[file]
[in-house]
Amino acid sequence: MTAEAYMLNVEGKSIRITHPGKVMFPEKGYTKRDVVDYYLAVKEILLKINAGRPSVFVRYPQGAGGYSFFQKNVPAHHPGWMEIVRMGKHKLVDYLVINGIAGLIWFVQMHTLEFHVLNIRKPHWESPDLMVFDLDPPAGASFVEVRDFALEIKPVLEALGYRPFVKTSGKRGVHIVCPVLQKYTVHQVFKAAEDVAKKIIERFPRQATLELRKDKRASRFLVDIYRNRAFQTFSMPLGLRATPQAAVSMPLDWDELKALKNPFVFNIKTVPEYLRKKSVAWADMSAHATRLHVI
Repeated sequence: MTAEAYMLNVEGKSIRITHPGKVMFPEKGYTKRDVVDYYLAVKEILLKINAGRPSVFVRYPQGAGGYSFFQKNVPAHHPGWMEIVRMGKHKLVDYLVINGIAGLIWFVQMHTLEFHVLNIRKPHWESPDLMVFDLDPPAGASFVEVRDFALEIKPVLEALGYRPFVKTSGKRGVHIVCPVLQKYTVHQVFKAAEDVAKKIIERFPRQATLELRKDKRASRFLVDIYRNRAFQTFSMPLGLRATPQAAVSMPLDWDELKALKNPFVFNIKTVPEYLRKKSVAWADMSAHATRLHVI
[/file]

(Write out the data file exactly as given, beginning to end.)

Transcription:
[in-house]
Amino acid sequence: MTAEAYMLNVEGKSIRITHPGKVMFPEKGYTKRDVVDYYLAVKEILLKINAGRPSVFVRYPQGAGGYSFFQKNVPAHHPGWMEIVRMGKHKLVDYLVINGIAGLIWFVQMHTLEFHVLNIRKPHWESPDLMVFDLDPPAGASFVEVRDFALEIKPVLEALGYRPFVKTSGKRGVHIVCPVLQKYTVHQVFKAAEDVAKKIIERFPRQATLELRKDKRASRFLVDIYRNRAFQTFSMPLGLRATPQAAVSMPLDWDELKALKNPFVFNIKTVPEYLRKKSVAWADMSAHATRLHVI
Repeated sequence: MTAEAYMLNVEGKSIRITHPGKVMFPEKGYTKRDVVDYYLAVKEILLKINAGRPSVFVRYPQGAGGYSFFQKNVPAHHPGWMEIVRMGKHKLVDYLVINGIAGLIWFVQMHTLEFHVLNIRKPHWESPDLMVFDLDPPAGASFVEVRDFALEIKPVLEALGYRPFVKTSGKRGVHIVCPVLQKYTVHQVFKAAEDVAKKIIERFPRQATLELRKDKRASRFLVDIYRNRAFQTFSMPLGLRATPQAAVSMPLDWDELKALKNPFVFNIKTVPEYLRKKSVAWADMSAHATRLHVI